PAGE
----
The wrongs of human rights
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Using human-rights principles to attempt to ban circumcision in Germany is a grotesque insult to the memory of Holocaust victims.
The Jewish jurists who helped inspire the human-rights movement must be spinning in their graves at the intellectual violence that their legacy has spawned.
The perversity is not confined to "amputation of healthy skin without consent". Eternal cemeteries are prohibited in Switzerland because they infringe environmental rights while, in the UK, the religiously based admissions policy of a Jewish school was struck down for offending the right to equality.
The emerging landscape does not seem pretty for European Jewry. To date, British courts have treated religious circumcision as lawful, recognising that parental consent in the best interests of a child encompasses cultural heritage. But attitudes are hardening and it is only a matter of time before the issue comes before the British courts again. The outcome then will be far from certain.
The Jewish jurists must be turning in their graves
The ultimate judicial authority in the UK for such cases is the European Court of Human Rights in Strasbourg. In 2010, this august body was asked to decide whether the Russian government had infringed the human rights of the Moscow branch of the Jehovah's Witnesses by refusing to re-register the community as a religious association.
The re-registration was opposed because the community encouraged members to refuse blood transfusions. It was also deemed to infringe the rights of non-community parents by encouraging children of mixed marriages to participate in communal activities.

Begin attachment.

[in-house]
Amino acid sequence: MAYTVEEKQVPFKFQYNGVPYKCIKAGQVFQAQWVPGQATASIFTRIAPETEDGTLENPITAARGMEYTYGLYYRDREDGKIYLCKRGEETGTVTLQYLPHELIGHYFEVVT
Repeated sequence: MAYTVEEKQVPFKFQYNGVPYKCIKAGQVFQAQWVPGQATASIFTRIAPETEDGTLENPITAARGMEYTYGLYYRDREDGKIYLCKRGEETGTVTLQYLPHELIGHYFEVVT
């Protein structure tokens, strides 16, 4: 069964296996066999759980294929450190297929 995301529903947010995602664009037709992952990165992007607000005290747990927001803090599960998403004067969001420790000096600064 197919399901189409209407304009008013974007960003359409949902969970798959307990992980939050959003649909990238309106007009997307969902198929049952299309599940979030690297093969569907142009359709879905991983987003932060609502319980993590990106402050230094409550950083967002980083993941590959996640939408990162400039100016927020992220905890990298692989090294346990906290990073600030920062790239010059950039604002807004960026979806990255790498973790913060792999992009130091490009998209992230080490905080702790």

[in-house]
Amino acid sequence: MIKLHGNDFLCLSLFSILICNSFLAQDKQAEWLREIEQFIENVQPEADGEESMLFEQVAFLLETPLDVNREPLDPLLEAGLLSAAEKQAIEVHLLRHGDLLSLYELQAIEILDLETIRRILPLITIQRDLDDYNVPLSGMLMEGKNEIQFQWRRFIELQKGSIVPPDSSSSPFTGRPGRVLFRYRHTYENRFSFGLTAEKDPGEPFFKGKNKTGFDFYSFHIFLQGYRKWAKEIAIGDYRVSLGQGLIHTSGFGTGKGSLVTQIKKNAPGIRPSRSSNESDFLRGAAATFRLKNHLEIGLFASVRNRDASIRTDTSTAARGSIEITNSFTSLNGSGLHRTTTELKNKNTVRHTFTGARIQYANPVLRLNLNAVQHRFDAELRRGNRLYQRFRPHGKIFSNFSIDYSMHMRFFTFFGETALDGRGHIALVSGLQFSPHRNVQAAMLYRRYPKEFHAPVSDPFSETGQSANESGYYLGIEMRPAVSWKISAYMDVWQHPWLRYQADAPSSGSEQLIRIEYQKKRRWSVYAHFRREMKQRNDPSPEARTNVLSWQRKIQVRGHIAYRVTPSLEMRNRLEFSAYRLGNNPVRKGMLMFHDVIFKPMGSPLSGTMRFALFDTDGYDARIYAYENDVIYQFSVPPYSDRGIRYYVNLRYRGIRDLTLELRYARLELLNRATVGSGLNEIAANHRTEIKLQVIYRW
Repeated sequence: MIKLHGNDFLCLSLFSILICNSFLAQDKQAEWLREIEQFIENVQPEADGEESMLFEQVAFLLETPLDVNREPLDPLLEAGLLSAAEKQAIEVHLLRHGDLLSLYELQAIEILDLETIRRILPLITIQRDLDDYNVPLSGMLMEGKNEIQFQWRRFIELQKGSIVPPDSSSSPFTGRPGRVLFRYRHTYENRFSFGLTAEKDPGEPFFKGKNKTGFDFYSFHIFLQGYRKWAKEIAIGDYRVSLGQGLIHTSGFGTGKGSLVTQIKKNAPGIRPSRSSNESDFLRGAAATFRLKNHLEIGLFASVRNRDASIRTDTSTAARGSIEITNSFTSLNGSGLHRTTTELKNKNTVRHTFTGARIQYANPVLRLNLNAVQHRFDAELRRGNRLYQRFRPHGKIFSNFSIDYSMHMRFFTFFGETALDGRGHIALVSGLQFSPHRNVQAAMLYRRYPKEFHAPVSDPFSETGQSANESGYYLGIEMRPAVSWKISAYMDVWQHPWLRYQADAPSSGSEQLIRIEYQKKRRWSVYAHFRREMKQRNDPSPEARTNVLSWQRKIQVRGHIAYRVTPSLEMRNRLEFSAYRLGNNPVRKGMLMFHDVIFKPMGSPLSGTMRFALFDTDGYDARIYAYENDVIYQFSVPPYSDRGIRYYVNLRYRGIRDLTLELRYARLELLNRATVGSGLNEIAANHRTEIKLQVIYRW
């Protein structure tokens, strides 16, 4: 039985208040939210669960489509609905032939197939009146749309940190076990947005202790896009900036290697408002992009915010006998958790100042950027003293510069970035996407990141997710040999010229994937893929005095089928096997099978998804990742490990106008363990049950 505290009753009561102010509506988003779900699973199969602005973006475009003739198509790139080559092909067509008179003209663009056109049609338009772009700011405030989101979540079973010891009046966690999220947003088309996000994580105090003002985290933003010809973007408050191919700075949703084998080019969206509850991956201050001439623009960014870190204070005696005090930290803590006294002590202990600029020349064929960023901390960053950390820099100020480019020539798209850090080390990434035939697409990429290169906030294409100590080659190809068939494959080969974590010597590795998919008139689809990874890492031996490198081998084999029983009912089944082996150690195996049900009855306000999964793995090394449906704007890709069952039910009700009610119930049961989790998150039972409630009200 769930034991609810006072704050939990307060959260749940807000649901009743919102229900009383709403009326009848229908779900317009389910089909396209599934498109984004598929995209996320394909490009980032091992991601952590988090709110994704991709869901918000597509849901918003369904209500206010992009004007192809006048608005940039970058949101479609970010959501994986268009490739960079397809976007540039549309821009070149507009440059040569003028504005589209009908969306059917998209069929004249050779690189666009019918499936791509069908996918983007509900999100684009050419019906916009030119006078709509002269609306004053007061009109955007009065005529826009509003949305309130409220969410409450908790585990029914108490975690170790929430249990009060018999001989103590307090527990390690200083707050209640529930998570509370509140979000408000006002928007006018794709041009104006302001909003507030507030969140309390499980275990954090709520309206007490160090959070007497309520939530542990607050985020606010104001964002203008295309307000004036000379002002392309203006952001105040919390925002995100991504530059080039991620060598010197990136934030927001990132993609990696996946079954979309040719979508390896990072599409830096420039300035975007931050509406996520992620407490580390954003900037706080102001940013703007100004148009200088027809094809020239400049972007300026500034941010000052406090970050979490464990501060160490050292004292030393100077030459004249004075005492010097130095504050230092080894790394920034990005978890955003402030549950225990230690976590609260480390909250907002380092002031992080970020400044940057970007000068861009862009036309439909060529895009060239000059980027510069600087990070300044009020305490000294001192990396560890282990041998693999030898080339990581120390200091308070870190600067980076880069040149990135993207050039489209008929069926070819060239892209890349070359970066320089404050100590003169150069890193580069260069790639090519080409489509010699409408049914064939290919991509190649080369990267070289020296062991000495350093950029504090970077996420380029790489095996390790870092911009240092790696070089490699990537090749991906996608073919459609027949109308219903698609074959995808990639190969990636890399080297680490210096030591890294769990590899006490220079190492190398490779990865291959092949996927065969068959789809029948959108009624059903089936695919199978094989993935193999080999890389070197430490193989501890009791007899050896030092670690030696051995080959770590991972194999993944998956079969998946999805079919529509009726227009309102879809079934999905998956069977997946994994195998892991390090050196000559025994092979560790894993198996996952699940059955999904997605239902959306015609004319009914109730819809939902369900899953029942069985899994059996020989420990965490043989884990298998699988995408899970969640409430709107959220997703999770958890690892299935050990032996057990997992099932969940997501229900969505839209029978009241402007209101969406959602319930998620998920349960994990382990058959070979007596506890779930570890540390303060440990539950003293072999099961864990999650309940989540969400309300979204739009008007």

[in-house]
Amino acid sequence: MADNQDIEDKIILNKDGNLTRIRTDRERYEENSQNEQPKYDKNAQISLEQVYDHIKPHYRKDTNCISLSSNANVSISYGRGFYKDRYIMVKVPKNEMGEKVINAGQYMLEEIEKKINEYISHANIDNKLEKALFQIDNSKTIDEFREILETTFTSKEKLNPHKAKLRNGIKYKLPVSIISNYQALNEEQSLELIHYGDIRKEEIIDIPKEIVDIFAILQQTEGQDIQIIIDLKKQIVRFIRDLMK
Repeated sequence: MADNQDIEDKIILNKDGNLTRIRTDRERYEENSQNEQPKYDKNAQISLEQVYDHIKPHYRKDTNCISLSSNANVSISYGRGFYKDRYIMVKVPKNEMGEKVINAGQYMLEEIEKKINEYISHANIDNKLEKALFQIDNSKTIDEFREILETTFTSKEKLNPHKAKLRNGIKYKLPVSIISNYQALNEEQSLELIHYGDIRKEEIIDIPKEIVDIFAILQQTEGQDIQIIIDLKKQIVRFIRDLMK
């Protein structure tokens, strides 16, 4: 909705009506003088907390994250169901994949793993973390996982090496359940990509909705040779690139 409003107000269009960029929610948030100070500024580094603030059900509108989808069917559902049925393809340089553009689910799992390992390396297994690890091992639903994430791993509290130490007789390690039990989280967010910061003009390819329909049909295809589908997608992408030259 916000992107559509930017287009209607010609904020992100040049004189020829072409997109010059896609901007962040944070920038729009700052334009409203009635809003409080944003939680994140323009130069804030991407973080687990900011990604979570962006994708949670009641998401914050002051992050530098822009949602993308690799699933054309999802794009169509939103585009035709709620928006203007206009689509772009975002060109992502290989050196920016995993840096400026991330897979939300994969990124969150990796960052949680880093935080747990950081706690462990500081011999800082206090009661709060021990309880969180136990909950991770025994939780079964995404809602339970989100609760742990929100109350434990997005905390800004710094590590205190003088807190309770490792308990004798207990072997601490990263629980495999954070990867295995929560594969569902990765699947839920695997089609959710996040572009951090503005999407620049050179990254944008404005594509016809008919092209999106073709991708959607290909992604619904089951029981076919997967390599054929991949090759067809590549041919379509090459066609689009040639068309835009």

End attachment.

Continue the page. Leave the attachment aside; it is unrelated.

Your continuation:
The ECHR concluded that the human rights of the Jehovah's Witnesses had been infringed since the Russian government could not show sufficiently weighty and compelling reasons to support its decision.
There is a chilling passage in the judgment that should send a shiver down the spine of the Anglo-Jewish community. It says: "The Court observes, on a general note, that the rites and rituals of many religions may harm believers' well-being, such as, for example, the practice of fasting, which is particularly long and strict in Orthodox Christianity, or circumcision practised on Jewish or Muslim male babies. It does not appear that the teachings of Jehovah's Witnesses include any such contentious practices".
So, in contrast to a community that encourages children to refuse blood transfusions, Judaism and Islam stand condemned in the dock of human rights for practising circumcision which "may" harm a believer's well-being. Given the significant body of medical opinion regarding the beneficial effects of male circumcision, it is of great concern that the ECHR should have made this highly damaging assertion in the absence of evidence on the point.
Since the Holocaust, human rights have focused on the notion of entitlement at the expense of individual and communal responsibility. As Prince Charles noted: "The Human Rights Act is only about the rights of individuals (I am unable to find a list of social responsibilities attached to it) and this betrays a fundamental distortion in social and legal thinking."
His thinking is more closely aligned with Judaism's approach, which posits a system of duties rather than one of rights. Recognition of an individual or communal duty implies the recognition of a collateral right, unlike secular systems where it seems to be the other way round. A classic example is the right to privacy. Judaism obliges every individual to respect his neighbour's privacy, rather than the responsibility resting on the state.
It is a pity the Jewish jurists who influenced the development of human rights did not draw more comprehensively on Jewish law. We might have been spared the growing attacks on our traditions if greater emphasis had been placed on individual responsibility, communal cohesion and the role faith can play in delivering these objectives.
Jonathan Fisher QC is a visiting professor of law at the London School of Economics